These days it’s pretty easy for a woman to start riding a motorbike. The rules to getting your licence are clear (albeit written in gov-speak on the DoT&MR site), trainers advertise on the internet, and while you’re searching, you can get loads of tips on what bike and gear you should be buying. Yes, it is incredibly expensive if you want to go through a certified trainer to learn from scratch. One guy was quoting $80 per hour, and another site said around $200 per day, but they cap it at $600. A friend of mine said she put an ad on the Gumtree website, and ended up giving the guy who taught her to ride a carton of beer.
The problem is that there are so many choices out there, which are then accompanied by hundreds of opinions. Once you are reasonably sure about the bike you want, do you go second-hand or new? Dealer or private? Do I buy before my training? The advantages of that are: A) I can do the training on my bike, and therefore get to know it better. B) I can practice on the farm before I start my official training, which could potentially save me $$$ in training fees. On the other hand, what if I do the training first, the advantages of which are: A) If I decide motorbike riding is not for me, I will not have spent all that money. B) The trainers are obviously professionals, and would presumably know their bikes. They would therefore be able to advise me what bike and gear I should get to fit my personal situation. This may be a disadvantage when they start trying to sell me their products…
There is actually one more dimension to this issue. Currently I am ‘limited’ to certain types of bikes. Now, that is kind of like saying that I am limited to cars that aren’t hummers or Lamborghinis, but still, it rankles somewhat. I could get around this by doing my licence when I get back from Italy in May, then having my licence for a year while I am in South Korea, then going for my open licence once I get back. Advantages: A) I can get my open licence without first buying a weaker bike. B) I will have my licence while overseas, so that I could legally hire/buy a bike in Korea. C) You must wait one year before carrying a passenger on the back of the bike. Disadvantages: A) Training is expensive, so basically I would be doing a whole lot of training, then possibly no riding for a year, then need to do more expensive training when I get back. B) Do I really want a ‘stronger’ bike, or will one on the Learner Approved list do the job I want it to. Basically I’m looking for a good bike around $4000, and to be honest, the bikes with more muscle are likely to be much more expensive than that. However, the fact that I will only be able to carry a passenger after a year (and I have to be a P-plater for two, means that getting my licence early will probably be a good idea.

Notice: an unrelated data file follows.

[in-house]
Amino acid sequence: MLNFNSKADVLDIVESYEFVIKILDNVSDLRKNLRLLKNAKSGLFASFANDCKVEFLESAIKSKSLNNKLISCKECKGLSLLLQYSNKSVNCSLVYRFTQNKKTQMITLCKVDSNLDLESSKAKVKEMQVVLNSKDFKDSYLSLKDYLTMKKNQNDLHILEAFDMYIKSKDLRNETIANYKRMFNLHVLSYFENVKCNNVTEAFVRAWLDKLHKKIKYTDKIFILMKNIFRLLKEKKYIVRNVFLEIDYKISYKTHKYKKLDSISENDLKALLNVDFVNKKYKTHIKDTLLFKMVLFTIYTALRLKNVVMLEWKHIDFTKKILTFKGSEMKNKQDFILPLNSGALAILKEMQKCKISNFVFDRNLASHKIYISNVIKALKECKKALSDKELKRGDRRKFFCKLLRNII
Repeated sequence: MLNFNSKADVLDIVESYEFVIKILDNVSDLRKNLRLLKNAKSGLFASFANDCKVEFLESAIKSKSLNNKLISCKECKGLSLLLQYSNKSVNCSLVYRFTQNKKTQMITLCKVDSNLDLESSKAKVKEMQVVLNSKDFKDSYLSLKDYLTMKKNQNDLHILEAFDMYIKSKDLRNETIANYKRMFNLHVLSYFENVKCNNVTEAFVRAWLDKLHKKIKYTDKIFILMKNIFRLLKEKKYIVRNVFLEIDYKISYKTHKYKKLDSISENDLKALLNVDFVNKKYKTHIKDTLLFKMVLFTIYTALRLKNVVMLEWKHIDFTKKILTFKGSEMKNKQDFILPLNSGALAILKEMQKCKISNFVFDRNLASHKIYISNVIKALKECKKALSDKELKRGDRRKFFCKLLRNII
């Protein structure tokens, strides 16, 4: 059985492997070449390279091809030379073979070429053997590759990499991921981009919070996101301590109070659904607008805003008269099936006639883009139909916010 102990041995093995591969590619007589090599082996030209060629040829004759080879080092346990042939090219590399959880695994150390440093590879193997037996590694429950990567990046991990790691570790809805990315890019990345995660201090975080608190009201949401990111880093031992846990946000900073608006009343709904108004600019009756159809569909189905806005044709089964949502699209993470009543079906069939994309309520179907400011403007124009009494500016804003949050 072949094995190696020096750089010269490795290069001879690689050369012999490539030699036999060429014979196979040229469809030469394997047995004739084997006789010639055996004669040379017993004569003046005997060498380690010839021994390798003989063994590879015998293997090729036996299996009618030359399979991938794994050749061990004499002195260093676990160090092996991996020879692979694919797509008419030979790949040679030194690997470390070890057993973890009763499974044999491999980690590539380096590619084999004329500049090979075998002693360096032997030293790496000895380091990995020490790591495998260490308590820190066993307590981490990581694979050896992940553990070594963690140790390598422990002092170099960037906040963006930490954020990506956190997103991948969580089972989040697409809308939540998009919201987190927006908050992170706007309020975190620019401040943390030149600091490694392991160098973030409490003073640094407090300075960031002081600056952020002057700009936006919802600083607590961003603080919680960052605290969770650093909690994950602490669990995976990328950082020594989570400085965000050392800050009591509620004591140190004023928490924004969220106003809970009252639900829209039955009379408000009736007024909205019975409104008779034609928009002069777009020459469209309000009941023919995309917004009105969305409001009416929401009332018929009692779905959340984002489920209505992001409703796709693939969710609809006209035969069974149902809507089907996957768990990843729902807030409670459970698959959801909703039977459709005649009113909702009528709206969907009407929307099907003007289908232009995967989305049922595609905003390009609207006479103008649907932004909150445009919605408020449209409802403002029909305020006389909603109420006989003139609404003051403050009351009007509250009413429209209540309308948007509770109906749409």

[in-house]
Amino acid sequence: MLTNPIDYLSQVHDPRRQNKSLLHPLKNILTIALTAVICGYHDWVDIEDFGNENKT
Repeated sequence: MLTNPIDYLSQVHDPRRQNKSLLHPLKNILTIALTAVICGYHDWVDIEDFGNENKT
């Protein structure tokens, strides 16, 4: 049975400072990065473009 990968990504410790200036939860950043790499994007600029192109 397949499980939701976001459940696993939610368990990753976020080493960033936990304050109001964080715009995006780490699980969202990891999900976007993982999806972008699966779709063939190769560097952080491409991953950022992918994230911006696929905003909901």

From the DoT&MR website (without all the useless extras):
Getting your motorcycle learner licence
To get a motorcycle learner licence you must pass a written road rules (knowledge) test. The motorcycle knowledge test has 30 questions on topics ranging from road rules to risk management and hazard perception. You must answer 27 out of 30 questions correctly.
Q-Ride is Queensland’s primary motorcycle licensing method.
Q-Ride is a competency based training and assessment program administered by Q-Ride registered service providers, that aims to ensure participants reach a demonstrated level of skill and proficiency as a motorcycle rider.
The program focuses on improving the quality of pre-licence rider training, with the aim of boosting education and awareness, and enhancing road safety.
Under this option you do not need to hold your class RE learner licence for 6 months. You can enrol in a Q-Ride course and start training as soon as you get your class RE learner licence.
During the Q-Ride course you will be required to demonstrate your competency on a motorcycle approved under the Learner Approved Motorcycle (LAM) scheme.
You may apply for your class RE provisional or open licence once you receive your Q-Ride certificate (competency declaration) from your nearest Q-Ride registered service provider (PDF, 174 KB).
Six steps to Q-Ride
1. Have the correct licence
To participate in Q-Ride training and assessment, as a minimum you must hold a current class RE motorcycle learner licence. If you wish to obtain a class R motorcycle licence, you must have held a class RE provisional or open licence for at least one year.
2. Choose a Provider
4. Learn to Ride
Q-Ride training and assessment consists of a number of competency standards that your trainer will take you through. When learning to ride a motorcycle you must display an L-plate and carry your class RE learner, provisional or open licence. Your licence must be shown to a police officer or any other authorised person if you are asked to do so.
When you have demonstrated you are competent in all of the Q-Ride competencies, the Q-Ride registered service provider will issue you with a competency declaration (Q-Ride Certificate).
6. Getting your License
Before you can ride unaccompanied on your motorcycle, you must take your current licence and Q-Ride Certificate to a Department of Transport and Main Roads customer service centre to apply for your motorcycle licence. Although you will not be required to do a practical driving test, you must be eligible for the licence you are applying for.